It's rare to see a bucket of Gatorade dumped on a coach after a regular-season game, but as the final seconds ticked off the clock Sunday, members of the Seahawks defense gave Kris Richard a bath, celebrating his first shutout as defensive coordinator.
"It's so hard in this league to hold somebody to no points," Seahawks coach Pete Carroll said. "That's a fantastic job by our defense today and I'm really proud of those guys, and they had a lot of fun with it and all. Kris Richard and the defensive staff are all jacked up, like they should be, and the players were for them too, because it's the first time ever for those guys."
Yes, the Bears were missing starting quarterback Jay Cutler and top receiver Alshon Jeffery, but as Carroll notes, shutouts are very hard to come by in the NFL, no matter the opponent—this was the Seahawks' first shutout since late in the 2013 season and the first time the Bears had been shutout since 2002. A dominant day for Seattle's defense leads four five takeaways from a 26-0 victory in the Seahawks' home opener.
1. The defense was dominant.
The Bears offense had the ball 10 times on Sunday. Here is how those 10 possessions ended: punt, punt, punt, punt, punt, punt, punt, punt, punt, punt. Only two of Chicago's 46 offensive plays were run in Seahawks territory, with the Bears never advancing past Seattle's 45-yard line. Chicago managed just 146 total yards, and 48 net passing yards. So yes, it was a day worth celebrating for a defense that had struggled at times in the first two games of the season.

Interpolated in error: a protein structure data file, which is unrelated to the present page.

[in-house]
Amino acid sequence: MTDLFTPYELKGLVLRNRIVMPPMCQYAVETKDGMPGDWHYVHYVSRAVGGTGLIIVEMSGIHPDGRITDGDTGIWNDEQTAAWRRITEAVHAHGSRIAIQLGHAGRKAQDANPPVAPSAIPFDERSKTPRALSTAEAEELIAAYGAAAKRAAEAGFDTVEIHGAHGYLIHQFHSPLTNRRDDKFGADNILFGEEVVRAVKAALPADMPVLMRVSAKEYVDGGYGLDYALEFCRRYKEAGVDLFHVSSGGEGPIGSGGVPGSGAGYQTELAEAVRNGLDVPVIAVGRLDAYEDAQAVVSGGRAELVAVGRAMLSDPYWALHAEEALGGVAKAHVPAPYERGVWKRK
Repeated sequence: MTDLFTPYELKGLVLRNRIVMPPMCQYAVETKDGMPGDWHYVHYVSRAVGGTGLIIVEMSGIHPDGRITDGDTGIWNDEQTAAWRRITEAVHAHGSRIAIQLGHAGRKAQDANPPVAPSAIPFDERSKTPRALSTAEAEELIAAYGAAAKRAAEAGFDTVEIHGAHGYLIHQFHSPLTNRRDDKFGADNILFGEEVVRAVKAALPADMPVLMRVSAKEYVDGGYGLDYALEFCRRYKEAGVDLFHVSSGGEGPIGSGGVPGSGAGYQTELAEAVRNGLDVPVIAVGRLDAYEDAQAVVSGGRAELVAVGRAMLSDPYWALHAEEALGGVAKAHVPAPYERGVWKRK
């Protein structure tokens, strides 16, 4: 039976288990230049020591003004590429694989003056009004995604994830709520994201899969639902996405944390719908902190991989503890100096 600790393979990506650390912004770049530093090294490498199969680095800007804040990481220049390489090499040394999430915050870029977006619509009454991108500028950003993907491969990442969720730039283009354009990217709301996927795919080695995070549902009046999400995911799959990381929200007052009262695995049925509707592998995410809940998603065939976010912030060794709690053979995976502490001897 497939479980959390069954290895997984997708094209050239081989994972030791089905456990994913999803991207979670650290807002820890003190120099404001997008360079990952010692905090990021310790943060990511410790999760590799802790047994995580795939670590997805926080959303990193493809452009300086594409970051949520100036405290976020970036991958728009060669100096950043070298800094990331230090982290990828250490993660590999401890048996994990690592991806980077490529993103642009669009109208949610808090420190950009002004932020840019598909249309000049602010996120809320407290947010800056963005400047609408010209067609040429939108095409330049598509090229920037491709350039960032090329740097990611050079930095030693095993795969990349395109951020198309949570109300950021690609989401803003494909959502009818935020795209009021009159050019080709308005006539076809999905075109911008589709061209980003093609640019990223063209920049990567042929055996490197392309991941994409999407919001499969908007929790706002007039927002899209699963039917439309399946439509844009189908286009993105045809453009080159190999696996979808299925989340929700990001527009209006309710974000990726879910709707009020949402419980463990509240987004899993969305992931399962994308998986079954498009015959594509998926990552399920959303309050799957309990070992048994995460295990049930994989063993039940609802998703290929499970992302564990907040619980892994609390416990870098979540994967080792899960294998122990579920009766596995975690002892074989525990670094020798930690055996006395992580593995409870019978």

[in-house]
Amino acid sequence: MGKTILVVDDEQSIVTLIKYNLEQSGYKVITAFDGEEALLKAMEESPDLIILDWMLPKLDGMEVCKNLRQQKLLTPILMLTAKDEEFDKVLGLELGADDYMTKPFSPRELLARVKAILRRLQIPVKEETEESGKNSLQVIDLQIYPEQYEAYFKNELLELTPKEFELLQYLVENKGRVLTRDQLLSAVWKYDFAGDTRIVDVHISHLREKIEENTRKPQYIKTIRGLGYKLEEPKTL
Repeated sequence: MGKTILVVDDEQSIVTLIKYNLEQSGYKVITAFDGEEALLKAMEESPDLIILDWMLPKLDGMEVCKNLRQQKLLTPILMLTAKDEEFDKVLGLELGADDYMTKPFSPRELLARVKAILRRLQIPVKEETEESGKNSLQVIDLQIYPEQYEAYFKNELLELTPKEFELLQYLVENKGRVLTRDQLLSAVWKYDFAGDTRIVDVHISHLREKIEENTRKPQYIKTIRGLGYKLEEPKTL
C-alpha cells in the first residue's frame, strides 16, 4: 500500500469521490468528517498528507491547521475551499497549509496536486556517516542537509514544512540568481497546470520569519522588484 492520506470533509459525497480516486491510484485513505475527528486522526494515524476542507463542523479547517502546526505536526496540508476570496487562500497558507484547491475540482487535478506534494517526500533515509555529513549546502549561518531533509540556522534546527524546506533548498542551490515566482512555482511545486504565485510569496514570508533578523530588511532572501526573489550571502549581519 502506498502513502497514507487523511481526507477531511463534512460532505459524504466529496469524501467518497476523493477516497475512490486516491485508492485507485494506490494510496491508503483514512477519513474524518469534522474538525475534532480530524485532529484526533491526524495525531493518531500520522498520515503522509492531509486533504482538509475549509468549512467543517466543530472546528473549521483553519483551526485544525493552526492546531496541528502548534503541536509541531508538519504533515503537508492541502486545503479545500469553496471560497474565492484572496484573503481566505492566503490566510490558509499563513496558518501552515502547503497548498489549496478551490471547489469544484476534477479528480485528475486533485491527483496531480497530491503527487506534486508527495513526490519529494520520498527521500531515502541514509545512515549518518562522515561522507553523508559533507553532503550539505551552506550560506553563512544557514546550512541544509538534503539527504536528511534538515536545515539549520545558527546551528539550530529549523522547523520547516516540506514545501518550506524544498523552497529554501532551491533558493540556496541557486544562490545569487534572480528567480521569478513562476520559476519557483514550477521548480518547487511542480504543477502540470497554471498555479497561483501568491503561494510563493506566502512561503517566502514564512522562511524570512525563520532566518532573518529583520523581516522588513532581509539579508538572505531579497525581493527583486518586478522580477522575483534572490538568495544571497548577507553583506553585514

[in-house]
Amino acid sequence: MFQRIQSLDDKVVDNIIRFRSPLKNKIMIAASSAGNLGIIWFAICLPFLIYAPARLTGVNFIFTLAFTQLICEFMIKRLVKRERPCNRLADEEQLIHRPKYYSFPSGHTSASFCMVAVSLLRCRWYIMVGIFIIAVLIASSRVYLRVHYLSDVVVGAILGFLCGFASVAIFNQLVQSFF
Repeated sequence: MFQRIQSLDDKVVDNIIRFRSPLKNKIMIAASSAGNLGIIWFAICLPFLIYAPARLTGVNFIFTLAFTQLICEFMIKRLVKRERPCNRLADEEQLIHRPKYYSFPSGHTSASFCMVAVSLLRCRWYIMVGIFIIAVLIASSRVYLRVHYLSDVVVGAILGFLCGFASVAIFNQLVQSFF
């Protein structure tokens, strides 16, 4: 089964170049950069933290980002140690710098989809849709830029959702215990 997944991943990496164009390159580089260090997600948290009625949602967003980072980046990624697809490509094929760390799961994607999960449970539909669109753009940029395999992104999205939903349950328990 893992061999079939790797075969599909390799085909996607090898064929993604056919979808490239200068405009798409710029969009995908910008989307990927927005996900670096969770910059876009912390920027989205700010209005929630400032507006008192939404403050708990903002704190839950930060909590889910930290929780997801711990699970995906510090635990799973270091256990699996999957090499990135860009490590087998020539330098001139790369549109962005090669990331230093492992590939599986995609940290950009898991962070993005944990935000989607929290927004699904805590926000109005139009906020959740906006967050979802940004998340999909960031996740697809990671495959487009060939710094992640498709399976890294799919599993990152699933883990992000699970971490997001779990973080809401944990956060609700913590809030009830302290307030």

"It's big," said safety Kam Chancellor. "You want to suffocate a team. It's big for our defensive staff, for our players, for everybody—it sends a statement."
Carroll was excited to see Richard, who was promoted from defensive backs coach to defensive coordinator this offseason, celebrated by his players. After all, Richard is trying to fill some pretty big shoes given the success Seattle's defense has had under its previous two coordinators, Gus Bradley and Dan Quinn, both of whom are now NFL head coaches.
"What I loved about that was the way they responded towards him," Carroll said. "They're really excited about him leading this defense, and he has done a fantastic job of taking over in as difficult of circumstances as you can get. This defense has been pretty heralded for a while, and the guys leave, and he has to do his thing. They love the guy, and they responded in like manner and everybody was real excited about that. It was a good moment."
2. The offense turned things around in the second half. Again.
Despite stifling defense and a 64-yard punt return, the Seahawks had only a 6-0 lead at halftime because, for the third straight game, the offense struggled to get going in the first half. The Seahawks were held to just 125 first-half yards, and until putting together a nice drive to end the half, they had just two first downs on their first four possessions.